Baillères unrepentant on Erindi jobs

The Mexican billionaire who is buying the 71 000-hectare Erindi Private Game Reserve is unhappy with a condition placed on the sale.

05 November 2019 | Agriculture

The trade ministry is reviewing approval by the Namibia Competition Commission (NaCC) for the sale of the 71 000-hectare Erindi Private Game Reserve to Mexican billionaire Alberto Baillères, with an emphasis on the condition that no worker may be retrenched for five years after the sale and a merger with an adjacent farm.

Trade minister Tjekero Tweya said yesterday: “It (The matter) is with me. I am in the process, I cannot give any half information, and I hate it. It is with me and I am dealing with it.”

NaCC spokesperson Dina Gowases confirmed that Baillères was unhappy with the non-retrenchment condition.

Servaas van den Bosch, a director of Emergo, the company providing public relations services to Baillères, told Namibian Sun the Mexican wanted to respect the regulatory process and would only comment once it was completed.

Government last month approved and gazetted the sale of Erindi as well as its merger with Otjimakuru Wild (Pty) Ltd, which owns a farm adjacent to Erindi.

The main condition for the sale was that there may be no retrenchment of employees as a result of the merger for a period of five years.

The Government Gazette also stipulated that such retrenchments do not include voluntary separation, resignations and voluntary early retirements and those retrenchments that are merger specific.

Meanwhile, local ancestral land activists are still objecting to the sale, saying it would cut off the country's largest private game reserve from the rest of Namibia, making it a “country within a country”.

According to Sandie Tjaronda, who represents the Namibian Ancestral Land Foundation, Erindi is “too huge a piece of land” to be sold to a single person, who is a foreigner.

“This is a continuous promotion of the absentee landlord regime, because this Mexican will come here once a year or so. We cannot afford to apportion our land to people who will not support our economy.





“We will see illicit cash transfers and this money will not be hugely invested into our economy, except for a few salaries that will be paid. The rest of the money will be taken out of the country,” said Tjaronda.

Other institutions that have objected to the sale of Erindi to a foreigner include the National Union of Namibian Workers (NUNW) and the Evangelical Lutheran Church in Namibia (ELCRN).

A visit by Baillères to State House at the end of June also unleashed a storm. During the visit, President Hage Geingob urged Baillères to invest further in Namibia, while the Mexican billionaire raised concerns about the country's laws and whether his investment in the Erindi Private Game Reserve would be safe once his purchase offer was given the green light.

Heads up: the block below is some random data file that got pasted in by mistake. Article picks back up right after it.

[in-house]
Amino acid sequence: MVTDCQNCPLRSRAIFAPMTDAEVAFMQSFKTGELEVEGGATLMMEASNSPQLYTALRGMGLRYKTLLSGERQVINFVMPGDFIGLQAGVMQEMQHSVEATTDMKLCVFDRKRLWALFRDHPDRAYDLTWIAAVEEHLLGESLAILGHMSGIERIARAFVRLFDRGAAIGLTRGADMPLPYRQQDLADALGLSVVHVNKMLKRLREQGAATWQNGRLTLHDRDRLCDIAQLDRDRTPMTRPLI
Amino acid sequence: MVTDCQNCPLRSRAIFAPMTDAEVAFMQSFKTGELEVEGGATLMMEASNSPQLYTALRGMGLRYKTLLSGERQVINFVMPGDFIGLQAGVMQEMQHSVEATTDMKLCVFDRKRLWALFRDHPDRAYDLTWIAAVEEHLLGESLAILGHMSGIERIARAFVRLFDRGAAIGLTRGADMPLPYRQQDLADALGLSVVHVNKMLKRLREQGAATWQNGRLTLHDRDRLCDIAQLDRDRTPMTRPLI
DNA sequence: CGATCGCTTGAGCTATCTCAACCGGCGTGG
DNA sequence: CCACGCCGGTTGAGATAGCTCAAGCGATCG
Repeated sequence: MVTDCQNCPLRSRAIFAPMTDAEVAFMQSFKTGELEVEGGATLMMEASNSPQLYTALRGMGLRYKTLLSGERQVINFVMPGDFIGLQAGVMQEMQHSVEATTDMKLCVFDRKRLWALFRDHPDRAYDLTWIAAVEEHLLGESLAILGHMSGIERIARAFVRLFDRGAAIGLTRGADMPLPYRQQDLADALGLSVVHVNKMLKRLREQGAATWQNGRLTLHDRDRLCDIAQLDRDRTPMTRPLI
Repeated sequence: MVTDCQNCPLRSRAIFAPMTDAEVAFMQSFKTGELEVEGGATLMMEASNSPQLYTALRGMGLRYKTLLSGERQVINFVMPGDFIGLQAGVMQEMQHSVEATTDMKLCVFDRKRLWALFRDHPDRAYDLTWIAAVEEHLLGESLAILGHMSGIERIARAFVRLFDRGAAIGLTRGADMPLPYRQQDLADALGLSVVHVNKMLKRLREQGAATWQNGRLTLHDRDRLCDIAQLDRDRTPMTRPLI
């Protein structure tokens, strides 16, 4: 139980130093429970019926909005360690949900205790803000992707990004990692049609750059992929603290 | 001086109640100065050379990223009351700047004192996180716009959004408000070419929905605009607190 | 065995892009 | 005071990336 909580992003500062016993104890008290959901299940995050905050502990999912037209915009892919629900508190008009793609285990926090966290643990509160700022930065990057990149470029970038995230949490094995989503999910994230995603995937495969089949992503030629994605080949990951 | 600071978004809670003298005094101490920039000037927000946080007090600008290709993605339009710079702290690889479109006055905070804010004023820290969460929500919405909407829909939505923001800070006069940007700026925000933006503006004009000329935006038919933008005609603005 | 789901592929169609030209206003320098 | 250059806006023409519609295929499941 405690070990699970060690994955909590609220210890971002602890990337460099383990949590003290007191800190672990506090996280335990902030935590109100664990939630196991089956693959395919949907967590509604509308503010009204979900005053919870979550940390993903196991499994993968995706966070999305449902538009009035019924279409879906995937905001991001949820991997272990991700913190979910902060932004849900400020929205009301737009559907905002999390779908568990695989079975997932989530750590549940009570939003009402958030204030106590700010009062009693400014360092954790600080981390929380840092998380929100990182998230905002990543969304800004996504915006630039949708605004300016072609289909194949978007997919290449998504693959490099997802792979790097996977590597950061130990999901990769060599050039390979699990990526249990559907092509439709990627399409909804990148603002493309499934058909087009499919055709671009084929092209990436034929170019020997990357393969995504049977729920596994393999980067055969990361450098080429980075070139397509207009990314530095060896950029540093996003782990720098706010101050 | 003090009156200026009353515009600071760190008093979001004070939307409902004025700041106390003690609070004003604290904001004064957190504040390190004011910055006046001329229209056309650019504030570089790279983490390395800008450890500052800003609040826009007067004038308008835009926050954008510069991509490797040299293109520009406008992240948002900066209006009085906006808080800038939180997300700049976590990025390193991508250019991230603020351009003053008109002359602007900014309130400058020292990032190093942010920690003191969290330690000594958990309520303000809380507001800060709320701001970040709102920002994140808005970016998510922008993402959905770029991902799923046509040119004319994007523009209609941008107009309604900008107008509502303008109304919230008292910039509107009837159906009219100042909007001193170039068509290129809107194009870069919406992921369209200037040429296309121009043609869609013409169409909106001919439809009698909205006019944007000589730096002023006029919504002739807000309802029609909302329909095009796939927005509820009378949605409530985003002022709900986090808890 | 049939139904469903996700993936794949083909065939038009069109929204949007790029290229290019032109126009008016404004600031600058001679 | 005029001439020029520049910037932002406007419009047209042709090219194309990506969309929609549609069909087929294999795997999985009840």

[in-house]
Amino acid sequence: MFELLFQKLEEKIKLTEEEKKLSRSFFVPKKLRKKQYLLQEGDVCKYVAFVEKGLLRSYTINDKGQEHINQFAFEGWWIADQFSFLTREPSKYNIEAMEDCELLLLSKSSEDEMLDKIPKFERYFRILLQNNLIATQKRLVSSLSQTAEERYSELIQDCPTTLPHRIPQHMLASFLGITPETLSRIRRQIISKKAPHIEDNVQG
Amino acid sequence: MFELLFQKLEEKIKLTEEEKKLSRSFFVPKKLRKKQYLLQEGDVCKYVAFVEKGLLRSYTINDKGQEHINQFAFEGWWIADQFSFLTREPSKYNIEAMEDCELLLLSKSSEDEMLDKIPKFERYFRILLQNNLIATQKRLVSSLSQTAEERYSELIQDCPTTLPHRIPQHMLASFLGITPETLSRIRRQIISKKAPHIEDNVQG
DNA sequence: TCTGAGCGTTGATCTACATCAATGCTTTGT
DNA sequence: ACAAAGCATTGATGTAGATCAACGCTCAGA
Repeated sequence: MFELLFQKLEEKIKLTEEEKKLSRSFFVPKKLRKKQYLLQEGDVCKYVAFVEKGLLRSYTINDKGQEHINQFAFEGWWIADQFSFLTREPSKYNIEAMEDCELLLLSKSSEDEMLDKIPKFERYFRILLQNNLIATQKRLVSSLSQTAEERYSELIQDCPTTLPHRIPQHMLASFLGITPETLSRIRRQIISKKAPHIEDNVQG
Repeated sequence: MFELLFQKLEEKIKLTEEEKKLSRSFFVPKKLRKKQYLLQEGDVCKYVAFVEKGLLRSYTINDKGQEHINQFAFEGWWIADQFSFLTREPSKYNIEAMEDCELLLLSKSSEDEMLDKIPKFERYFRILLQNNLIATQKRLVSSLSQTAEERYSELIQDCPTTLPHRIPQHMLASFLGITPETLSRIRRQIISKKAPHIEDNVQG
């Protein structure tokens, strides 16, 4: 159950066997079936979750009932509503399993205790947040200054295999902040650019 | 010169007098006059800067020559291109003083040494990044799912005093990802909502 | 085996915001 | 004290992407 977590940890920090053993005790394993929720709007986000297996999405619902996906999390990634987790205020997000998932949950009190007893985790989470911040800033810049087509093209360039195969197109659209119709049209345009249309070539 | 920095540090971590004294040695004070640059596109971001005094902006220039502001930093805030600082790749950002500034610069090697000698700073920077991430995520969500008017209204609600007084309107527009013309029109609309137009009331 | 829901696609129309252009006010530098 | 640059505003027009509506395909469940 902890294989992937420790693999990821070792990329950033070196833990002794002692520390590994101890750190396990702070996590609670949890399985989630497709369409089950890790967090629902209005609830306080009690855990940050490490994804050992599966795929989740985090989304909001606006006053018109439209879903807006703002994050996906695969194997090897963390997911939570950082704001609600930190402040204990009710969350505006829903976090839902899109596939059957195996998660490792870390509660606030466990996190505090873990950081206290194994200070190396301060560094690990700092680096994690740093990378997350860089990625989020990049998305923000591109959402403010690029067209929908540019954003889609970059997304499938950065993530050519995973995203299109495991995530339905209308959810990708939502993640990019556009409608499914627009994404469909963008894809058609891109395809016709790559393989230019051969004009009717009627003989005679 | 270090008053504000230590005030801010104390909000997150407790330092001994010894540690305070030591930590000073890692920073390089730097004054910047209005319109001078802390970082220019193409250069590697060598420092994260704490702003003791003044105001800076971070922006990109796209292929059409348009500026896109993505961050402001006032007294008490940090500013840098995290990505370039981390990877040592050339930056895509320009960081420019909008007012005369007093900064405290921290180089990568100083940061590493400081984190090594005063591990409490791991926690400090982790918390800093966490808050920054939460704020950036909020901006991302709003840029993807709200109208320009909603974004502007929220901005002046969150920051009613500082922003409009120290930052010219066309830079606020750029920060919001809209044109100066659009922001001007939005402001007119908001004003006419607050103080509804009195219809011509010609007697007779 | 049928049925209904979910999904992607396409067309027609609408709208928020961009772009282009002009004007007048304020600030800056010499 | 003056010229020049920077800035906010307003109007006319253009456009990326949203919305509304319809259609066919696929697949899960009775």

The closed-door meeting was also attended by land reform minister Utoni Nujoma, finance minister Calle Schlettwein, presidential affairs minister Martin Andjaba and attorney-general Albert Kawana.

Geingob briefed the media afterwards, but Baillères did not utter a single word.

“Baillères's investment is both welcomed and safe in Namibia. Our country is a strong constitutional democracy which respects the rule of law,” said Geingob at the time.

He also stressed the importance of attracting responsible and committed foreign investment to Namibia, which would assist the economy to the benefit of all Namibians.

Geingob, who described Baillères as a “special investor”, urged him to make use of other investment opportunities in Namibia.

He assured Baillères that Namibia is a law-abiding society, adding that government had issued a waiver to the owners of Erindi to sell the 71 000-hectare private game reserve.

“Erindi is owned by foreigners and we do not have a law that prohibits foreigners from buying land. Property owned legally cannot be touched,” he said.

Geingob also stressed that the farm was unsuitable for resettlement purposes.

“Here is the Mexican buyer, not to make money, but to conserve. Welcome, but you must also invest in Namibia. We googled you and you are a true investor.”

Baillères is the president of Mexico-based BAL Group, which has a proven and strong reputation, having operated for more than a century. BAL Group has diversified interests and Baillères has experience with managing several wildlife protection ranches in different parts of the world.

Baillères is a philanthropist who aims to transform Erindi into a world-class game reserve, in line with the ministry of environment and tourism's guidelines.

His intention is to preserve Erindi for future generations and ensure that it continues to provide a sanctuary and safe environment for rare and valuable species such as elephants, black rhino, white rhino, wild dogs, cheetahs, leopards and lions, that are unique and an essential part of African culture and heritage.

[email protected]

JEMIMA BEUKES

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